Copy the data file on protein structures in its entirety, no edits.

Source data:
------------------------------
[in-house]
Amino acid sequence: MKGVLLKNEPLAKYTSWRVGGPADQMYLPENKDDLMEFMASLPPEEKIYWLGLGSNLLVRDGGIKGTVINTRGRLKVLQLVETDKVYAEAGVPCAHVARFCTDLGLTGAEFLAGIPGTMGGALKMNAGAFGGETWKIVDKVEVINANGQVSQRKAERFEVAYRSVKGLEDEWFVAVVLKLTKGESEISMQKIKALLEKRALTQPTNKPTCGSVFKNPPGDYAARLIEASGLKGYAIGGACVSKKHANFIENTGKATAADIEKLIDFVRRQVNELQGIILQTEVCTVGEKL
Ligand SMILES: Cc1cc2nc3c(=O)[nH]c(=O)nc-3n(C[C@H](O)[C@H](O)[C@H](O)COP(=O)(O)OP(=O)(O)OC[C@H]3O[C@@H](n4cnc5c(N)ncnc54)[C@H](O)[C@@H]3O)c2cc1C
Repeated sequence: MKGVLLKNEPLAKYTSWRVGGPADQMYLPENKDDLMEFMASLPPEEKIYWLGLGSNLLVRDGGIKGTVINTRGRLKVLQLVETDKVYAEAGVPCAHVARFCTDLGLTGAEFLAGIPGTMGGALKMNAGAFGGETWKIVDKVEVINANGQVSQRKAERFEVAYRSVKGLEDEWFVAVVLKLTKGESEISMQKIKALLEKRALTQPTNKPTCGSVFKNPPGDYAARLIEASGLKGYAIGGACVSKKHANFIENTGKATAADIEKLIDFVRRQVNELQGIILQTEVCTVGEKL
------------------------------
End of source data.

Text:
[in-house]
Amino acid sequence: MKGVLLKNEPLAKYTSWRVGGPADQMYLPENKDDLMEFMASLPPEEKIYWLGLGSNLLVRDGGIKGTVINTRGRLKVLQLVETDKVYAEAGVPCAHVARFCTDLGLTGAEFLAGIPGTMGGALKMNAGAFGGETWKIVDKVEVINANGQVSQRKAERFEVAYRSVKGLEDEWFVAVVLKLTKGESEISMQKIKALLEKRALTQPTNKPTCGSVFKNPPGDYAARLIEASGLKGYAIGGACVSKKHANFIENTGKATAADIEKLIDFVRRQVNELQGIILQTEVCTVGEKL
Ligand SMILES: Cc1cc2nc3c(=O)[nH]c(=O)nc-3n(C[C@H](O)[C@H](O)[C@H](O)COP(=O)(O)OP(=O)(O)OC[C@H]3O[C@@H](n4cnc5c(N)ncnc54)[C@H](O)[C@@H]3O)c2cc1C
Repeated sequence: MKGVLLKNEPLAKYTSWRVGGPADQMYLPENKDDLMEFMASLPPEEKIYWLGLGSNLLVRDGGIKGTVINTRGRLKVLQLVETDKVYAEAGVPCAHVARFCTDLGLTGAEFLAGIPGTMGGALKMNAGAFGGETWKIVDKVEVINANGQVSQRKAERFEVAYRSVKGLEDEWFVAVVLKLTKGESEISMQKIKALLEKRALTQPTNKPTCGSVFKNPPGDYAARLIEASGLKGYAIGGACVSKKHANFIENTGKATAADIEKLIDFVRRQVNELQGIILQTEVCTVGEKL